It was her performance in Where Eagles Dare that Pitt caught the eye of Hammer Horror producers who sought her out for the role of Carmilla in 1970’s The Vampire Lovers, Hammer’s production of the classic vampire novella Carmilla. The Vampire Lovers would prove to be a groundbreaking moment in vampire films as one of the first films to explore lesbian themes in vampire mythos. The film was a hit, skyrocketing Ingrid Pitt into the horror hall of fame. Her next picture for Hammer would be in the role of the historical Countess Elizabeth Bathory in Countess Dracula. Although it would completely disregard any historical accuracy in order to provide audiences with a riveting tale of murder, sorcery and lots of blood, Pitt’s radiance shone bright in the role of the murderous countess, and one of history’s first serial killers. Pitt’s portrayal of the Blood Countess remains to be the most famous version of Elizabeth Bathory on film. Later that year Ingrid Pitt would put on a pair of fangs again for the excellent anthology film The House That Drips Blood where she appears as a vampire temptress opposite Doctor Who star Jon Pertwee. The last of her classic horror film appearances from the 1970’s would be opposite Christopher Lee in 1973’s The Wicker Man, where she played a librarian and presumably Christopher Lee’s lover who aides in a conspiracy to hinder a Welsh police officer’s investigation into the disappearance of a young girl on a remote Island whose residents still partake in pagan ritual. Throughout the end of the 1970’s and into the 1980’s Pitt primarily appeared guest staring on British television programs such as The Zoo Gang, Doctor Who, BBC 2 Playhouse and Smiley’s People as well as participating as a panelist in the ITV talent program New Faces, a sort of predecessor to Britain’s Got Talent.
As Pitt’s acting career began to slow down, she turned her attention away from acting and turned to another creative venture – writing. Ingrid Pitt’s first novel, Cuckoo Run, was released in 1980. In her career Pitt would pen ten novels, including three horror anthologies, a book on the Hammer Horror films, as well as her own personal memoir, Life’s a Scream, which was released in 1999. Ingrid Pitt also wrote columns for a number of magazines including Shivers, TV and Film Memorabilia and Motoring and Leisure. In recent years she wrote a political column on her own web-site, as well as a weekly blog for Den of Geek in 2009.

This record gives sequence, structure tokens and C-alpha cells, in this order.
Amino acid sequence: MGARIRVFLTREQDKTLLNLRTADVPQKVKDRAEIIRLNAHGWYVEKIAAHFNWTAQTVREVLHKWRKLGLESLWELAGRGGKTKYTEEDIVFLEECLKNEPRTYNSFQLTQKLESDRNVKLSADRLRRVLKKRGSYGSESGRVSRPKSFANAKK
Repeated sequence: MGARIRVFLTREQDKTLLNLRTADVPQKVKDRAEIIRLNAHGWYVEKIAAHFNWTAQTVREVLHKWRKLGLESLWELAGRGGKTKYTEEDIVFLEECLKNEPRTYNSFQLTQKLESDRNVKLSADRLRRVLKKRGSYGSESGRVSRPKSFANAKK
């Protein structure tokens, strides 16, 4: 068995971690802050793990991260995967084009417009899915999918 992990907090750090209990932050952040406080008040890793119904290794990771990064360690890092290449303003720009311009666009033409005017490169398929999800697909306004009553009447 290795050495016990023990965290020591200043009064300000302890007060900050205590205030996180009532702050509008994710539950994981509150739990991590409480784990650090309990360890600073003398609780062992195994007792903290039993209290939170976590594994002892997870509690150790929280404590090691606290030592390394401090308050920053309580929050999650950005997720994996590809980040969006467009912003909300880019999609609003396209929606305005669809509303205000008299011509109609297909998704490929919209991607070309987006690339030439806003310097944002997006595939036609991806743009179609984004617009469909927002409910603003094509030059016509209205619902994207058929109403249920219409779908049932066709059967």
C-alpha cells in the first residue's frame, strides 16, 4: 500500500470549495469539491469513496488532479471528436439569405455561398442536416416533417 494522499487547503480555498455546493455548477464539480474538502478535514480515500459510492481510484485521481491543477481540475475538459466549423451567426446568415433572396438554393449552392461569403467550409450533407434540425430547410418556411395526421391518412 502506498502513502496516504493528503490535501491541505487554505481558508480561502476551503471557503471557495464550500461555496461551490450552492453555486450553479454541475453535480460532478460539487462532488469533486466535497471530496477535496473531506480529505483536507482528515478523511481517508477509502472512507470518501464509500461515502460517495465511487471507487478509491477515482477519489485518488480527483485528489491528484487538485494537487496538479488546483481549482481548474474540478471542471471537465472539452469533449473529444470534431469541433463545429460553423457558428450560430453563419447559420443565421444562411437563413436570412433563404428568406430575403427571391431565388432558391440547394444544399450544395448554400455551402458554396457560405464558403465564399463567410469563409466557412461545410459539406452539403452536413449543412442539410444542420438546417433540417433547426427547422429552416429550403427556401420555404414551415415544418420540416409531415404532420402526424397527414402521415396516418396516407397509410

Recognized as a horror icon, Ingrid Pitt became a fan favorite at horror film festivals and conventions throughout the 90’s and current century, where she met with fans and film buffs throughout the rest of her life. Appearing to be decades younger then she actually was, the still beautiful Pitt remained to be as charming and alluring as she was during her Hammer heyday. She appeared in a number of independent horror films in her final years, including The Asylum, which starred her daughter Stephanie Pitt, and The Minotaur. She also provided a vocal track as the narrator of pretentious Goth band Cradle of Filth’s 1998 album Cruelty and The Beast. Pitt’s final film would be 2006’s festival winning horror film Sea of Dust. A tribute to the Hammer Horror films, it was a fitting final screen appearance for the first lady of Hammer Horror.
However, just like the vampire characters she made famous, even in death Ingrid Pitt will prove to rise again. At the time of her death, Ingrid Pitt was just completing the narration soundtrack for a new animated short chronicling her true life experiences growing up in a concentration camp, and the horrors that she encountered during the Second World War. Titled Ingrid Pitt: Beyond the Forest, Pitt wrote the film with historian Dr. Jud Newborn and is being produced by Academy Award nominated filmmaker Bill Plympton and directed by Kevin Sean Michaels. Reliving the horror of her early years, it is the first time that Ingrid Pitt would allow her past to be used as the subject of a film. A true life look at the horror of the holocaust from a child’s perspective, Ingrid Pitt felt that in the 21st Century it was as important as ever to help educate the next generation about the history of the holocaust, and to pay homage to the countless numbers of Jewish children that met their end in the concentration camps. Still in production, Ingrid Pitt: Beyond the Forest will prove to be Pitt’s final posthumous production dealing with history’s greatest horror story. A fitting tribute to an exceptional woman and horror icon.her lifetime.